With such a large sample size (meaning the uncertainty in its mean is relatively very small), another possibility presents itself: to do a one-sample test against the mean of the large sample as if it were fixed. It turns out that when the smaller population standard deviation was in the larger sample, significance levels were very close to nominal. It works relatively well in this case.

When the larger population standard deviation was in the larger sample, type 1 error rates were somewhat inflated (this looks to be the opposite direction from the effect on the Welch test).

A discussion of permutation tests

AdamO and I got into a discussion about an issue I have with permutation tests for this situation (different population variances in a test for location difference). He asked me for a simulation, so I'll do it here. The link to the paper I gave above also does simulations for the permutation test that seem to be broadly consistent with my findings.

The basic problem is in the two sample test of location with unequal variance, under the null the observations are not exchangeable. We cannot interchange labels without significantly affecting the results.

For example, imagine we had 334 observations where there was a 90% chance of having an $A$ label, and coming from a normal distribution with $\sigma=1$ and a 10% chance of having a $B$ label and coming from a normal distribution with $\sigma=3$. Further imagine that $\mu_A=\mu_B$. The observations are not exchangeable - in spite of most observations coming from sample $A$, the largest and smallest few observations are much more likely to have come from sample B than sample A and the middle observations are much more likely to have come from sample A (far more than the 90% chance they should have in the observations were exchangeable). This issue affects the distribution of p-values under the null. (However, if the sample sizes are equal, the effect is quite small.)

Let's see this with a simulation, as requested.

My code isn't especially fancy but it gets the job done. I simulate equal means for the sample sizes mentioned in the question, under three cases:

1) equal variance

2) the larger sample comes from a population with larger standard deviation (3 times as big as the other)

3) the smaller sample comes from a population with larger variance (3 times as big)

One of the things we're interested in with hypothesis tests is 'if I keep sampling these populations and do this test many times, what is my type I error rate'?

We can compute this here. The procedure consists of drawing normal samples fitting the above conditions, with the same mean, and then computing the quantile of the sample in the permutation distribution. Because we do this many times, this involves simulating many samples, and then within each sample, resampling many relabellings of the data to get the permutation distribution conditional on that sample. For every simulated sample I get a single p-value (by comparing the difference in means on the original sample with the permutation distribution for that specific sample). With many such samples, I get a distribution of p-values. This tell us the probability, given two populations with the same mean, we are to draw a sample where we reject the null (this is the Type I error rate).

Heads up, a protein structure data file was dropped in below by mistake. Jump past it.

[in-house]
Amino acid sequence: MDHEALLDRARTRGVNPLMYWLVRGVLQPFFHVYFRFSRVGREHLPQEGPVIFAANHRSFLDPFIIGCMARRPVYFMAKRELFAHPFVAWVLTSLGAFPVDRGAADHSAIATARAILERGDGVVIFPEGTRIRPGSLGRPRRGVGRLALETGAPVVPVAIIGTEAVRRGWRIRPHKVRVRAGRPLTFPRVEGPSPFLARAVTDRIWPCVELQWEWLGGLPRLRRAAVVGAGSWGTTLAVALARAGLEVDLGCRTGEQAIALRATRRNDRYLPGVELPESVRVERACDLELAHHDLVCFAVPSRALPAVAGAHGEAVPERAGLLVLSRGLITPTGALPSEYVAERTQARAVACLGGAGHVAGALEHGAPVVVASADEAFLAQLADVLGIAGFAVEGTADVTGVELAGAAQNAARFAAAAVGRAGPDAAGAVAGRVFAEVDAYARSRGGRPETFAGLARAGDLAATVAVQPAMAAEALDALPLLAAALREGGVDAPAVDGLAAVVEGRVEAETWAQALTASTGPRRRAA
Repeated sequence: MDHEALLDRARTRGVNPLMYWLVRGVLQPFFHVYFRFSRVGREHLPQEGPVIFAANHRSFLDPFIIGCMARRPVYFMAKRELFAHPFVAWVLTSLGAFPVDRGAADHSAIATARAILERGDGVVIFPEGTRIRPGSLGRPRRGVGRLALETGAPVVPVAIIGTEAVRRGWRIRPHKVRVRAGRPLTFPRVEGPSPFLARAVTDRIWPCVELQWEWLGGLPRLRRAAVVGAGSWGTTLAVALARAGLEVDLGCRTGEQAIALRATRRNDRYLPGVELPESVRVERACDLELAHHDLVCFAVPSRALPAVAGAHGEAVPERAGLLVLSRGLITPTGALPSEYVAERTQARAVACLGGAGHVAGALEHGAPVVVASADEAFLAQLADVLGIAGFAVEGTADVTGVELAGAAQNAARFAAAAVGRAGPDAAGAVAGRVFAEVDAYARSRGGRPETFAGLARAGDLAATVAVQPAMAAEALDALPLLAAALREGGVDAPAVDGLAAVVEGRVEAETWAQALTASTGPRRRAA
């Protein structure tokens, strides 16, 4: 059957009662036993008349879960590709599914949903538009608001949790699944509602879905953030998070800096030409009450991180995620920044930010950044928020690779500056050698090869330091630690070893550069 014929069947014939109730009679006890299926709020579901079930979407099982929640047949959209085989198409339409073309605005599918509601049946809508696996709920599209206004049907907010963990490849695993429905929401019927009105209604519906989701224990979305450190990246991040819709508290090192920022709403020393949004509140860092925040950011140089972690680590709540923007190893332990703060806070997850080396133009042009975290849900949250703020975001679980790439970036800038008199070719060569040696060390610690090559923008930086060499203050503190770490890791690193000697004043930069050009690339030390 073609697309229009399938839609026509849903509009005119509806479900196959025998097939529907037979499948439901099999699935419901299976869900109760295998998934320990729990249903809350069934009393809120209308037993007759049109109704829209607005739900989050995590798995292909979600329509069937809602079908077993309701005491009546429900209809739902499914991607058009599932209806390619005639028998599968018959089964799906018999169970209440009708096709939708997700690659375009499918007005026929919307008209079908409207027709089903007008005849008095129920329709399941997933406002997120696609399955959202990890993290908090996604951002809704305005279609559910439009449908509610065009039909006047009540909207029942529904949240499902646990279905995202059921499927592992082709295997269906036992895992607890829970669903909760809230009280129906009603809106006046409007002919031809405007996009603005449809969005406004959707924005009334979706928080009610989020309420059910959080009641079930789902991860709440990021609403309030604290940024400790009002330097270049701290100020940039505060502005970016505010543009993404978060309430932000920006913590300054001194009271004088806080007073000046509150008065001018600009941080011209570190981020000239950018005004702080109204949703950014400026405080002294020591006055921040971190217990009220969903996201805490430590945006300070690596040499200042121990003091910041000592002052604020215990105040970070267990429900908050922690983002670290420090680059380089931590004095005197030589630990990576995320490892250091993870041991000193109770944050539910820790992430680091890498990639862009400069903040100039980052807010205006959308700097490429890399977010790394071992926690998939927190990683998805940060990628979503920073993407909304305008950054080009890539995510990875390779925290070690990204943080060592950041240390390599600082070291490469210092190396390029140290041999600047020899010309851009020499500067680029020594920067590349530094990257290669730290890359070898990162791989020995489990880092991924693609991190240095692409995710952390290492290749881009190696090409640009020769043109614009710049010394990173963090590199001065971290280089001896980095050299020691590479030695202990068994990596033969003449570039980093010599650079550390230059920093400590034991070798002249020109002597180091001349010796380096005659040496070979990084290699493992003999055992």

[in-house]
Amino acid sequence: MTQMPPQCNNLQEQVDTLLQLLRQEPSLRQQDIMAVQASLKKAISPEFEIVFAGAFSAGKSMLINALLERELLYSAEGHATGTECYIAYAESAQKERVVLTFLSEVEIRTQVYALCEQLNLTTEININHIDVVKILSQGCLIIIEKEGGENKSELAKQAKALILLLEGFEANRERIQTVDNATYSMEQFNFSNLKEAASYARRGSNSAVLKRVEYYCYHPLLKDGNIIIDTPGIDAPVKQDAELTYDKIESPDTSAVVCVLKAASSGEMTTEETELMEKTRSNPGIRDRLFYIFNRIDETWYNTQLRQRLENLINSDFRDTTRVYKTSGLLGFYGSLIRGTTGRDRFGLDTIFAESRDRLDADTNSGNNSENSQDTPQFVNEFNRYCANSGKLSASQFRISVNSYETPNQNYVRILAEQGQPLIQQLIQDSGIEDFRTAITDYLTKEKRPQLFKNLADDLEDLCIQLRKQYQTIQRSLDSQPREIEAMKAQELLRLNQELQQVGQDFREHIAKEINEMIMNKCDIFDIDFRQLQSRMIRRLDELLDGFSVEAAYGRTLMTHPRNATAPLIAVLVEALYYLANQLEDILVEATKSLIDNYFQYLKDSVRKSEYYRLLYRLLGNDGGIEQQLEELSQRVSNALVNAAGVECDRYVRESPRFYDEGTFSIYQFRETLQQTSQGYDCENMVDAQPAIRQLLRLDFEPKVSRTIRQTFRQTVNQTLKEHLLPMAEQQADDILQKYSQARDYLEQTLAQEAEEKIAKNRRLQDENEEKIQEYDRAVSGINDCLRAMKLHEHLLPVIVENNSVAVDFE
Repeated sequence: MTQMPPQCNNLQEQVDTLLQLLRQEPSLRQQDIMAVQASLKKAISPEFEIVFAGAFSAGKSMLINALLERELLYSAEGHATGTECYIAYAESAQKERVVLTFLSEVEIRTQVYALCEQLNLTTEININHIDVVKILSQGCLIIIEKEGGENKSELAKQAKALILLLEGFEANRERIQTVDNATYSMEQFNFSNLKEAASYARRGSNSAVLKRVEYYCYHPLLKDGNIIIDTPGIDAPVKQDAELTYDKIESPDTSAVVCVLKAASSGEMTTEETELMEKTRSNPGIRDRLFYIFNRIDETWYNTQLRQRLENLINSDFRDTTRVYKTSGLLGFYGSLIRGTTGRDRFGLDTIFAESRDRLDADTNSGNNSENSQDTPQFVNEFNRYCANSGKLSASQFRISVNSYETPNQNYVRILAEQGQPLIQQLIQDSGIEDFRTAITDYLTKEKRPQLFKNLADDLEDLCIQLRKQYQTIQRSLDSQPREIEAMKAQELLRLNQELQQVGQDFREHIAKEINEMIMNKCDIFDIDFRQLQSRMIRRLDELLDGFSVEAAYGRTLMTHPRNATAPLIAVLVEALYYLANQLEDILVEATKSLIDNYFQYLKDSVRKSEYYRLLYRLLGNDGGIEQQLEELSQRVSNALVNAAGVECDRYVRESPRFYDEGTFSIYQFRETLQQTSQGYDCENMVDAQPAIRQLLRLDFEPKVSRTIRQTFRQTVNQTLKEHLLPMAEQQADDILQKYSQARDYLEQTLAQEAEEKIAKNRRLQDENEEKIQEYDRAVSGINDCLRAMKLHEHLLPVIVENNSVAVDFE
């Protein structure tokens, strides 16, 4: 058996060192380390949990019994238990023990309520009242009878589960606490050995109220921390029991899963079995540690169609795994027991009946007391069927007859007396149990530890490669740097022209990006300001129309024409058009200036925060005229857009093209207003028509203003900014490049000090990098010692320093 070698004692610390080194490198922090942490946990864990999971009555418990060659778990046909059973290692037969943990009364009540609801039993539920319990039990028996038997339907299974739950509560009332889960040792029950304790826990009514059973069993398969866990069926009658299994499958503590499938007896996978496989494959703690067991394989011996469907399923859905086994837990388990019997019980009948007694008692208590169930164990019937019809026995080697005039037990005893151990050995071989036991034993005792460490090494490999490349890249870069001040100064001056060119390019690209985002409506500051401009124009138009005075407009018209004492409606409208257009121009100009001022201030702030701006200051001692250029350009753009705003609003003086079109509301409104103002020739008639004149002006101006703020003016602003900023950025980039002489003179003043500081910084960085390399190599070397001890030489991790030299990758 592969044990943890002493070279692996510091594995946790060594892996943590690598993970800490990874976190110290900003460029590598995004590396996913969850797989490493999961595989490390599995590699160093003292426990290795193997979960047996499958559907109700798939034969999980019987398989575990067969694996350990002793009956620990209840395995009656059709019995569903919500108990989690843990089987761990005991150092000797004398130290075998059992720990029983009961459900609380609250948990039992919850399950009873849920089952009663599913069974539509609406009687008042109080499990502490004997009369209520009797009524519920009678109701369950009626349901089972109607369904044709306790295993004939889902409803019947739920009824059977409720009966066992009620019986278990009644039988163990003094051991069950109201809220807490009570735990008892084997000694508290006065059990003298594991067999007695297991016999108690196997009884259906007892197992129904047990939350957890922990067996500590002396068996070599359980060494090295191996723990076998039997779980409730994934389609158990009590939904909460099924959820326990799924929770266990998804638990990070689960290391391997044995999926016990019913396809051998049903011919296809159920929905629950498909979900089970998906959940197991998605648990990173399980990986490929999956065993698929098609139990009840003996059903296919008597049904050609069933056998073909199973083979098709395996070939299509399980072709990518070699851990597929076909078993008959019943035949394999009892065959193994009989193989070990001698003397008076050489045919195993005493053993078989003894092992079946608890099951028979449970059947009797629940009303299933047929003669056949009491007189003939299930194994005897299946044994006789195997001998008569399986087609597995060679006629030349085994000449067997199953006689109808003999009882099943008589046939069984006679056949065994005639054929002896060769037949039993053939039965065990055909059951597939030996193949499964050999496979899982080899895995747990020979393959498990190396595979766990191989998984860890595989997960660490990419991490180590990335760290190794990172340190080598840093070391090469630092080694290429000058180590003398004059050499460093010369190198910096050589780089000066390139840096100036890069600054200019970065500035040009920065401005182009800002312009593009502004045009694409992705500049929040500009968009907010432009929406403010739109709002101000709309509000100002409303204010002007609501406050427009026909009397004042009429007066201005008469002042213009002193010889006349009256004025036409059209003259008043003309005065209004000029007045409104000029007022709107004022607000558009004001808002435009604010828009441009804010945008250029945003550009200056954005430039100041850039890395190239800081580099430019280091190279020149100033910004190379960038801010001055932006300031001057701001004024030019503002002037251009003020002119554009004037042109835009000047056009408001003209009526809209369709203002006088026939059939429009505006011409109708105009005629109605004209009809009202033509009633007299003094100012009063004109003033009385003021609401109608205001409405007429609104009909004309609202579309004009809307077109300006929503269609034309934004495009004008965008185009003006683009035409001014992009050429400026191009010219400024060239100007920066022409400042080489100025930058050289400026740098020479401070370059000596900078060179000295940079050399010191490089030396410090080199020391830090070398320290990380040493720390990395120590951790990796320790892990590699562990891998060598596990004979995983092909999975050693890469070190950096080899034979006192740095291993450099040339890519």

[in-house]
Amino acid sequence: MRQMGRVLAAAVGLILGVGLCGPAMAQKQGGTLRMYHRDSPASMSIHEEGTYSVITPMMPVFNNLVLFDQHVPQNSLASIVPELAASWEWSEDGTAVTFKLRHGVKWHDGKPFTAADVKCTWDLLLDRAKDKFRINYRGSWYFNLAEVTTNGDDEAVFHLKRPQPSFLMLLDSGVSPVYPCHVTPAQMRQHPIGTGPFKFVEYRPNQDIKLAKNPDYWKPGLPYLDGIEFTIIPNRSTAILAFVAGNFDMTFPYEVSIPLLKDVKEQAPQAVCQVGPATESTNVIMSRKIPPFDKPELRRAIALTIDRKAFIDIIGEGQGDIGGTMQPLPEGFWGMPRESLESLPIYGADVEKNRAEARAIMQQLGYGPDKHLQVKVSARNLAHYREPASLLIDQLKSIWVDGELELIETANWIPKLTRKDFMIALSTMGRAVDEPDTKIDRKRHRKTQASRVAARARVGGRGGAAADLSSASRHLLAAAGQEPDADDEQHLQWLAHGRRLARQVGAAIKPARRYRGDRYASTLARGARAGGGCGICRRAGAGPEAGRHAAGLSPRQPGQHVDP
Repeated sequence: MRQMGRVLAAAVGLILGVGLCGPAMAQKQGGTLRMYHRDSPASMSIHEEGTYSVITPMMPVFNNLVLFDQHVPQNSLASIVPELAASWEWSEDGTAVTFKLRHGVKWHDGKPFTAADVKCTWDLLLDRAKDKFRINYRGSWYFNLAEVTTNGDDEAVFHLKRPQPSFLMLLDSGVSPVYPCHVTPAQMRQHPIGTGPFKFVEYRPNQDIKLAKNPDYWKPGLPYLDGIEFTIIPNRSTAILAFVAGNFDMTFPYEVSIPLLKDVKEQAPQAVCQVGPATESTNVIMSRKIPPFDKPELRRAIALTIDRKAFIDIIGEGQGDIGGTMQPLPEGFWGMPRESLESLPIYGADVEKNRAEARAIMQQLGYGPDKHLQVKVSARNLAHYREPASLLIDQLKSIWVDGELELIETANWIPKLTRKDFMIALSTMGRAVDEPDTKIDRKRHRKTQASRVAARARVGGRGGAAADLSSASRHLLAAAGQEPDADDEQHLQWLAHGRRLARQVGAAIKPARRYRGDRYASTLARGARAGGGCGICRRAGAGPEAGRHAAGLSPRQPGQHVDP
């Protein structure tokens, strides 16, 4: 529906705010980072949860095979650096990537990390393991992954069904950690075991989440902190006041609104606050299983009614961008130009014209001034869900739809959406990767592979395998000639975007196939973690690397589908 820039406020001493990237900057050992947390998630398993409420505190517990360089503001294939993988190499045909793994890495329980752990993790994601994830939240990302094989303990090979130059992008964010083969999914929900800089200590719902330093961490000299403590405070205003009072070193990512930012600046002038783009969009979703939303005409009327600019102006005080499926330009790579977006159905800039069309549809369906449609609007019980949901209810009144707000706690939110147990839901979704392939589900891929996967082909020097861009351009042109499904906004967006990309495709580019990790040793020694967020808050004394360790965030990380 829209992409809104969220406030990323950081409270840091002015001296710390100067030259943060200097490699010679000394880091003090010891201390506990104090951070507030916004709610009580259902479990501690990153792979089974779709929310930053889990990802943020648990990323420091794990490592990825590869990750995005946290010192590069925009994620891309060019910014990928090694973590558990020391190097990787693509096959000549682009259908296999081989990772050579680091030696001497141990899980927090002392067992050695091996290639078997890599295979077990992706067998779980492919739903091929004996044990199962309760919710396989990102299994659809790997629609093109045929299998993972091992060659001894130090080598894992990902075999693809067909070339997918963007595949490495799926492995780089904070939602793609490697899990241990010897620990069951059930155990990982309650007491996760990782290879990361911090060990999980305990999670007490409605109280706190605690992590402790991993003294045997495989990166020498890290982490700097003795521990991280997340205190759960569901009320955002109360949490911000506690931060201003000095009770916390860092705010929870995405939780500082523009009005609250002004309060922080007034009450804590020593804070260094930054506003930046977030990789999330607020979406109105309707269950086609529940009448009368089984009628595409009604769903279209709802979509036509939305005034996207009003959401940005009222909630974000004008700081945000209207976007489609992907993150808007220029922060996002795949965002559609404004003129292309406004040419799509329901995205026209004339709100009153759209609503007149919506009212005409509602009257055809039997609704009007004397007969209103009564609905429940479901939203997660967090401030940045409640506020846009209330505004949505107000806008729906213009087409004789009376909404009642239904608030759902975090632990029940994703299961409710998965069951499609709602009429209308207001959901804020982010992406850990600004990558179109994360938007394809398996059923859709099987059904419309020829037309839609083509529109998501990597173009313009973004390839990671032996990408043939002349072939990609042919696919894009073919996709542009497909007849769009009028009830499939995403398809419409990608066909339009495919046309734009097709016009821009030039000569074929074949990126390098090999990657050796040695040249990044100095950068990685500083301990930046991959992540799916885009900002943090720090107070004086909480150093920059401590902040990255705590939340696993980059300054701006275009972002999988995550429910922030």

Here's the code for one such simulation (case 2 above):

nperms <- 3000; nsamps <- 3000
n1 <- 310; n2 <- 34; ni12  <-  1/n1+1/n2
s1 <- 3; s2 <- 1

simpv  <-  function(n1,n2,s1,s2,nperms) {
  x <- rnorm(n1,s = s1);y <- rnorm(n2,s = s2)
  sdiff <- mean(x)-mean(y)
  xy <- c(x,y)
  sn1 <- sum(xy)/n1
  diffs <- replicate(nperms,sn1-sum(sample(xy,n2))*ni12)

pvs1big <- replicate(nsamps,simpv(n1,n2,s1,s2,nperms))

For the other two cases the code is the same, except I changed the s1= and s2= (and also changed what I stored the p-values in). For case 1, s1=1; s2=1 and for case 3 s1=1; s2=3

Now under the null, the distribution of p-values should be essentially uniform or we don't have the advertised type I error rate. (As performed the p-values are effectively for 1 tailed tests, but you can see what would happen for a two tailed test by looking at both ends of the distribution of p-values. They happen to be symmetric, so it doesn't matter.)

Here are the results.

enter image description here

Case 1 is at the top left. In this case the values are exchangeable, and we see a pretty uniform-looking distribution of p-values.

Case 2 is at the top right. In this case, the larger sample has the larger variance and we see that the p-values are concentrated toward the center. We are much less likely to reject a null case at typical significance levels than we think we should. That is, the type I error rate is much lower than the nominal rate.

Case 3 is at the bottom right. In this case, the smaller sample has the larger variance, and we see that the p-values are concentrated at the two ends - under the null, we are much more likely to reject than we think we should. The significance level is much higher than the nominal rate.

Discussion of the Behrens Fisher problem in Good

The Good Book mentioned by AdamO does discuss this problem on p54-57.

He refers to a result of Romano that states that the permutation test is asymptotically exact providing they have equal sample sizes. Here, of course, they don't - rather than 50-50 they're roughly 90-10.